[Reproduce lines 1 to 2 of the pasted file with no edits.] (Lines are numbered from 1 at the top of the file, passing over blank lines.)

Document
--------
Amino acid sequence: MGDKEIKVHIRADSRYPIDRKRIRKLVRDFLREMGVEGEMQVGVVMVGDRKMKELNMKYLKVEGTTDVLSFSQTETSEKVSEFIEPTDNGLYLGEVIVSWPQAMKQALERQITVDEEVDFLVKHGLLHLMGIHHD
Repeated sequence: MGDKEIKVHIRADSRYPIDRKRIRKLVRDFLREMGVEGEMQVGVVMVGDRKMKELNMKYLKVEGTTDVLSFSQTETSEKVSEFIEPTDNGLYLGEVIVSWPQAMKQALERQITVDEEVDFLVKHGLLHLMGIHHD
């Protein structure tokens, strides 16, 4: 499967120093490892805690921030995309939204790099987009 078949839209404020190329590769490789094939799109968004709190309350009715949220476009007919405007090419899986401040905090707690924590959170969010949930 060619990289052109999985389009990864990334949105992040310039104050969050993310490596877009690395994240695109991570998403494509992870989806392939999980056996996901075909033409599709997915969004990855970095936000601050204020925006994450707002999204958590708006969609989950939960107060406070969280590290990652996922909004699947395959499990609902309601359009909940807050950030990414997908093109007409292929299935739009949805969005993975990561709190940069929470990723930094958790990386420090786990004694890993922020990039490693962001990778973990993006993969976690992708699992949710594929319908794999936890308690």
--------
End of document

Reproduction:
Amino acid sequence: MGDKEIKVHIRADSRYPIDRKRIRKLVRDFLREMGVEGEMQVGVVMVGDRKMKELNMKYLKVEGTTDVLSFSQTETSEKVSEFIEPTDNGLYLGEVIVSWPQAMKQALERQITVDEEVDFLVKHGLLHLMGIHHD
Repeated sequence: MGDKEIKVHIRADSRYPIDRKRIRKLVRDFLREMGVEGEMQVGVVMVGDRKMKELNMKYLKVEGTTDVLSFSQTETSEKVSEFIEPTDNGLYLGEVIVSWPQAMKQALERQITVDEEVDFLVKHGLLHLMGIHHD